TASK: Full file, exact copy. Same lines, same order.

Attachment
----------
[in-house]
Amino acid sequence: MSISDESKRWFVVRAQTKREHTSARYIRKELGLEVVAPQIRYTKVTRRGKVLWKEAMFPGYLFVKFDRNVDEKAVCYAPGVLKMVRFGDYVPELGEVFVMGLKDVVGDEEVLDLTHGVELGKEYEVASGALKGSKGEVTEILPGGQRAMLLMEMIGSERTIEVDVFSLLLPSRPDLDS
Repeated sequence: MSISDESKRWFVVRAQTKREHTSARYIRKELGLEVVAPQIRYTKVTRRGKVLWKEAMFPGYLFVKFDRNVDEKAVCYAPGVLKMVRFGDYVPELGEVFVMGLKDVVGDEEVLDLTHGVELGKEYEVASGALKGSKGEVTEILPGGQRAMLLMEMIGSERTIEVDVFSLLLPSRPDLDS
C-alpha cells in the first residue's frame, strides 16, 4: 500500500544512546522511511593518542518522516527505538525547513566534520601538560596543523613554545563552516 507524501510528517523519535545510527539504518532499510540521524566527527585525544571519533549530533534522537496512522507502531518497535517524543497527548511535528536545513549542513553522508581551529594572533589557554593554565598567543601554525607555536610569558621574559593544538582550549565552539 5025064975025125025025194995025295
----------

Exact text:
[in-house]
Amino acid sequence: MSISDESKRWFVVRAQTKREHTSARYIRKELGLEVVAPQIRYTKVTRRGKVLWKEAMFPGYLFVKFDRNVDEKAVCYAPGVLKMVRFGDYVPELGEVFVMGLKDVVGDEEVLDLTHGVELGKEYEVASGALKGSKGEVTEILPGGQRAMLLMEMIGSERTIEVDVFSLLLPSRPDLDS
Repeated sequence: MSISDESKRWFVVRAQTKREHTSARYIRKELGLEVVAPQIRYTKVTRRGKVLWKEAMFPGYLFVKFDRNVDEKAVCYAPGVLKMVRFGDYVPELGEVFVMGLKDVVGDEEVLDLTHGVELGKEYEVASGALKGSKGEVTEILPGGQRAMLLMEMIGSERTIEVDVFSLLLPSRPDLDS
C-alpha cells in the first residue's frame, strides 16, 4: 500500500544512546522511511593518542518522516527505538525547513566534520601538560596543523613554545563552516 507524501510528517523519535545510527539504518532499510540521524566527527585525544571519533549530533534522537496512522507502531518497535517524543497527548511535528536545513549542513553522508581551529594572533589557554593554565598567543601554525607555536610569558621574559593544538582550549565552539 5025064975025125025025194995025295